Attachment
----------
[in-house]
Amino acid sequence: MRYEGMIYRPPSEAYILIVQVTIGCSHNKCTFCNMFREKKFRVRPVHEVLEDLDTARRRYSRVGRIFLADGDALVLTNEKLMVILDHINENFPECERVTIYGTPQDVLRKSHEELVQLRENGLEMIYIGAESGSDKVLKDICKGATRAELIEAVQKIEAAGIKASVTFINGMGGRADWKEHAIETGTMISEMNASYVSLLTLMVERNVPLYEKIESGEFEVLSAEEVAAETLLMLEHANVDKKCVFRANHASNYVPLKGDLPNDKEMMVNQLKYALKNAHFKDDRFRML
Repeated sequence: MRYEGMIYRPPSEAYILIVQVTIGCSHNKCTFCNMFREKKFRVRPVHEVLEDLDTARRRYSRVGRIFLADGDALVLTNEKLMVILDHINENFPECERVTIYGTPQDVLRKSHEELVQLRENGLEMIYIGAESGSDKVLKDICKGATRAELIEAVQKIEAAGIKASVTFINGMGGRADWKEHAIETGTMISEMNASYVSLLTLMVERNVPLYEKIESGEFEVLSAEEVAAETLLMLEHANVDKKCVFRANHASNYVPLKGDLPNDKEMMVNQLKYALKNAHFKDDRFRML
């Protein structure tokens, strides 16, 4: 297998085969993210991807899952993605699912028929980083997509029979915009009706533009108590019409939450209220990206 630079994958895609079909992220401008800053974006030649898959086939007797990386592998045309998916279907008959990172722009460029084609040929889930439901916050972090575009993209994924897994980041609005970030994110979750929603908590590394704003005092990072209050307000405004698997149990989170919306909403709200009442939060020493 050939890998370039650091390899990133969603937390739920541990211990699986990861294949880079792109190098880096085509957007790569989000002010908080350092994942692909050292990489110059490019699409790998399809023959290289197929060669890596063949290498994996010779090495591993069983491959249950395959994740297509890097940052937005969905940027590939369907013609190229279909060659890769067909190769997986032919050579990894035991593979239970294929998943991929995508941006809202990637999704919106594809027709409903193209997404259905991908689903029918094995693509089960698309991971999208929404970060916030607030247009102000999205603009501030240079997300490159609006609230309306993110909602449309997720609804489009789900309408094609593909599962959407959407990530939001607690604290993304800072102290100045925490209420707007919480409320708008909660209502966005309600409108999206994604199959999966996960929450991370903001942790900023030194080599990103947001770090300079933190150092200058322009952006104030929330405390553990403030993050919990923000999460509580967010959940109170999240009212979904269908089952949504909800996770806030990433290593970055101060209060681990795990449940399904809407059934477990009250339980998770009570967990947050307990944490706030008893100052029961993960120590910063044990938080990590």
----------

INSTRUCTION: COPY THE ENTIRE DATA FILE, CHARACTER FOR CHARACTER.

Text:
[in-house]
Amino acid sequence: MRYEGMIYRPPSEAYILIVQVTIGCSHNKCTFCNMFREKKFRVRPVHEVLEDLDTARRRYSRVGRIFLADGDALVLTNEKLMVILDHINENFPECERVTIYGTPQDVLRKSHEELVQLRENGLEMIYIGAESGSDKVLKDICKGATRAELIEAVQKIEAAGIKASVTFINGMGGRADWKEHAIETGTMISEMNASYVSLLTLMVERNVPLYEKIESGEFEVLSAEEVAAETLLMLEHANVDKKCVFRANHASNYVPLKGDLPNDKEMMVNQLKYALKNAHFKDDRFRML
Repeated sequence: MRYEGMIYRPPSEAYILIVQVTIGCSHNKCTFCNMFREKKFRVRPVHEVLEDLDTARRRYSRVGRIFLADGDALVLTNEKLMVILDHINENFPECERVTIYGTPQDVLRKSHEELVQLRENGLEMIYIGAESGSDKVLKDICKGATRAELIEAVQKIEAAGIKASVTFINGMGGRADWKEHAIETGTMISEMNASYVSLLTLMVERNVPLYEKIESGEFEVLSAEEVAAETLLMLEHANVDKKCVFRANHASNYVPLKGDLPNDKEMMVNQLKYALKNAHFKDDRFRML
């Protein structure tokens, strides 16, 4: 297998085969993210991807899952993605699912028929980083997509029979915009009706533009108590019409939450209220990206 630079994958895609079909992220401008800053974006030649898959086939007797990386592998045309998916279907008959990172722009460029084609040929889930439901916050972090575009993209994924897994980041609005970030994110979750929603908590590394704003005092990072209050307000405004698997149990989170919306909403709200009442939060020493 050939890998370039650091390899990133969603937390739920541990211990699986990861294949880079792109190098880096085509957007790569989000002010908080350092994942692909050292990489110059490019699409790998399809023959290289197929060669890596063949290498994996010779090495591993069983491959249950395959994740297509890097940052937005969905940027590939369907013609190229279909060659890769067909190769997986032919050579990894035991593979239970294929998943991929995508941006809202990637999704919106594809027709409903193209997404259905991908689903029918094995693509089960698309991971999208929404970060916030607030247009102000999205603009501030240079997300490159609006609230309306993110909602449309997720609804489009789900309408094609593909599962959407959407990530939001607690604290993304800072102290100045925490209420707007919480409320708008909660209502966005309600409108999206994604199959999966996960929450991370903001942790900023030194080599990103947001770090300079933190150092200058322009952006104030929330405390553990403030993050919990923000999460509580967010959940109170999240009212979904269908089952949504909800996770806030990433290593970055101060209060681990795990449940399904809407059934477990009250339980998770009570967990947050307990944490706030008893100052029961993960120590910063044990938080990590």